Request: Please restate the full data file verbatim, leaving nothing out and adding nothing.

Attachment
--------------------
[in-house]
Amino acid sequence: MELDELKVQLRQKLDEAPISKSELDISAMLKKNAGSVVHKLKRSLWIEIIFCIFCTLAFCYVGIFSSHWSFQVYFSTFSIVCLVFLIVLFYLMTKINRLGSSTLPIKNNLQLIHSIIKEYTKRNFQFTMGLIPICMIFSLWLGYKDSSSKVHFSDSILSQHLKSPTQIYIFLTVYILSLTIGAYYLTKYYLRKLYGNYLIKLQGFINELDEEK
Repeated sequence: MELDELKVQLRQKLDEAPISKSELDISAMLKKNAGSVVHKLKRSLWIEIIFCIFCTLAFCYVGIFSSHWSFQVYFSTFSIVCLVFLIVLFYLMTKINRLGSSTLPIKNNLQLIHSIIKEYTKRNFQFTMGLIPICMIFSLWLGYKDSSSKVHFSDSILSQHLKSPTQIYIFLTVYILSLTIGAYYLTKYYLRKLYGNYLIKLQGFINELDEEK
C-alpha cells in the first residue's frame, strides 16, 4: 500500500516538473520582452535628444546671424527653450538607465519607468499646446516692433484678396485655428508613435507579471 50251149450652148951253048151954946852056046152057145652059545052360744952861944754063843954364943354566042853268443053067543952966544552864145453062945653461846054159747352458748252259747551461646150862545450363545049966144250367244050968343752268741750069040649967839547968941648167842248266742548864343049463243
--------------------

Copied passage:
[in-house]
Amino acid sequence: MELDELKVQLRQKLDEAPISKSELDISAMLKKNAGSVVHKLKRSLWIEIIFCIFCTLAFCYVGIFSSHWSFQVYFSTFSIVCLVFLIVLFYLMTKINRLGSSTLPIKNNLQLIHSIIKEYTKRNFQFTMGLIPICMIFSLWLGYKDSSSKVHFSDSILSQHLKSPTQIYIFLTVYILSLTIGAYYLTKYYLRKLYGNYLIKLQGFINELDEEK
Repeated sequence: MELDELKVQLRQKLDEAPISKSELDISAMLKKNAGSVVHKLKRSLWIEIIFCIFCTLAFCYVGIFSSHWSFQVYFSTFSIVCLVFLIVLFYLMTKINRLGSSTLPIKNNLQLIHSIIKEYTKRNFQFTMGLIPICMIFSLWLGYKDSSSKVHFSDSILSQHLKSPTQIYIFLTVYILSLTIGAYYLTKYYLRKLYGNYLIKLQGFINELDEEK
C-alpha cells in the first residue's frame, strides 16, 4: 500500500516538473520582452535628444546671424527653450538607465519607468499646446516692433484678396485655428508613435507579471 50251149450652148951253048151954946852056046152057145652059545052360744952861944754063843954364943354566042853268443053067543952966544552864145453062945653461846054159747352458748252259747551461646150862545450363545049966144250367244050968343752268741750069040649967839547968941648167842248266742548864343049463243